The Boy and I

The boy followed me in the road, looking at me without embarrassment. It was usually small babies who stared, and they can’t tell what they see. But the boy now walked in front of me, in the dusty road, turning to look. I smiled at his undone shoelaces, and his grubby face.

“Who are you?” He asked.

I stopped and sat at the base of a tree, off the road. “Who do you think I am?” I replied.

He sighed as if I had suddenly placed him in a classroom, and it was an uneasy place to be. He closed his eyes for a while, then opened them and said, “I don’t know, but you’re hiding aren’t you?”

I smiled again. It was interesting to watch his expressions. He didn’t show any fear.

“No, I’m not hiding, but I’m not drawing attention to myself either. Why do you wonder if I’m hiding?”

He thought again for a while then looked down at the dust. “I have to hide sometimes,” he said. “My Ma and Pa aren’t popular around here, and I’m different to the other kids. So I have to hide sometimes. An’ I wondered if you were like that too.”

“Well, maybe in some ways. But I’m wondering something too. I wonder what you can see that makes you ask these questions. As far as I know, I don’t look any different from other folks in general; not unless maybe you look very close.”

“I have to look at people,” he said, looking up at me. “I have to see what they might do if I let them near. I’ve been locked up a few times.”

He stopped speaking. “So?” I prompted.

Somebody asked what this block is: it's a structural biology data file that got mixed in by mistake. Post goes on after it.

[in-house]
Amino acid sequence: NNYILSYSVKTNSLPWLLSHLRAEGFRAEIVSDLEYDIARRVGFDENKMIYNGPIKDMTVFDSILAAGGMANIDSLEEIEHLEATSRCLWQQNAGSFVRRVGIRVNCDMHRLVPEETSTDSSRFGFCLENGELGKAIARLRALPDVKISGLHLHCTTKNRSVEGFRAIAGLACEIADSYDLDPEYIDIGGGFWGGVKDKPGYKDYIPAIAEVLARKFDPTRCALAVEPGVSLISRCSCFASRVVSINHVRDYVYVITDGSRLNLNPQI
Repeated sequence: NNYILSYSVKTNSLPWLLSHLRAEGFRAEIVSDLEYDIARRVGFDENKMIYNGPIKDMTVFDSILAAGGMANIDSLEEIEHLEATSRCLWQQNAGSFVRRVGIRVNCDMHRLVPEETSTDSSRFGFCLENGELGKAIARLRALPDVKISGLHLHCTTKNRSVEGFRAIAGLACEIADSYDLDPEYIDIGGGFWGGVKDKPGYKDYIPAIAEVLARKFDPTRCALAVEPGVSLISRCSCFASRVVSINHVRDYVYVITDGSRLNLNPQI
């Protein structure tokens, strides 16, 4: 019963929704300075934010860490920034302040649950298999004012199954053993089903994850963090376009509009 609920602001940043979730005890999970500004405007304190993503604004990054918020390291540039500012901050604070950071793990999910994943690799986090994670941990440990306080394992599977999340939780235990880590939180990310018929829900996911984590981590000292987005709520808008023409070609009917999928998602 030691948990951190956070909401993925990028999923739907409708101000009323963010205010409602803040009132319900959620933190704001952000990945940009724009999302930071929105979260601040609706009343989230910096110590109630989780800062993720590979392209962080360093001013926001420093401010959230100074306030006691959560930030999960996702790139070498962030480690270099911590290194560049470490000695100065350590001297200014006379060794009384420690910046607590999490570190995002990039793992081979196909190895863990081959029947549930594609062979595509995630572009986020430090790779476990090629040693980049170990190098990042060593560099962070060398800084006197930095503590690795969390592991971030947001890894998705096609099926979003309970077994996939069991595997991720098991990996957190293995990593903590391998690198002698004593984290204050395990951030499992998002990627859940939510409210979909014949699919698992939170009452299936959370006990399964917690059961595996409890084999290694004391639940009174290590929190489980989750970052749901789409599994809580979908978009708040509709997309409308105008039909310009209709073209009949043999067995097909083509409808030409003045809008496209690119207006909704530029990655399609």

“So I looked at you as you came along, and I ain’t seen anyone like you before. You’re not a regular person are you?”

“I was born a regular baby,” I said.

“But you’re not regular now,” he replied, getting more confident. “You keep shiftin, and sort of glowin, and I ain’t seen no one like that, except maybe Jeff Handries when I came on him after he climbed out of Mrs. Jefferson’s house, while her husband was away.”

I laughed aloud and reached out to tousle his already untidy hair. “I guess that gets you that way occasionally. Did he look so strange then?”

“Maybe. Not strange, but a crazy smile, as if he was big inside, like a big space, and Jeff Handries didn’t usually look that big. And he wasn’t angry at me being around. He just looked at me as if he could see right into me. Then he smiled some more and walked off.”

“Well, okay, so maybe I’m a bit like Jeff Handries, except I don’t need to visit Mrs Jefferson to feel like that.”

“Why not? What happened?”

“This is my secret,” I said, looking right at him. And like Jeff Handries, I knew he would keep it. “I was born a man, but I let something into me.”

I paused a while because the boy looked at me with such wide eyes, I thought for a moment he was going to fall into me. But he held on, still with a look of amazement.

“I let it in, because it was beautiful, and I was lonely. So it grew in me, and there’s not any me left that is separate to it. I am it — and it is me. But there are lots of us in here living as one — like a big lake, all merged. It is a wonderful thing.”

Then I let what I am shine out of me to the boy. He looked at me for a long time, slowly softening. Then he said in a very gentle tone, “Will you hold me?”

I opened my arms and he comfortably fitted in, and we sat silently as the evening came on.

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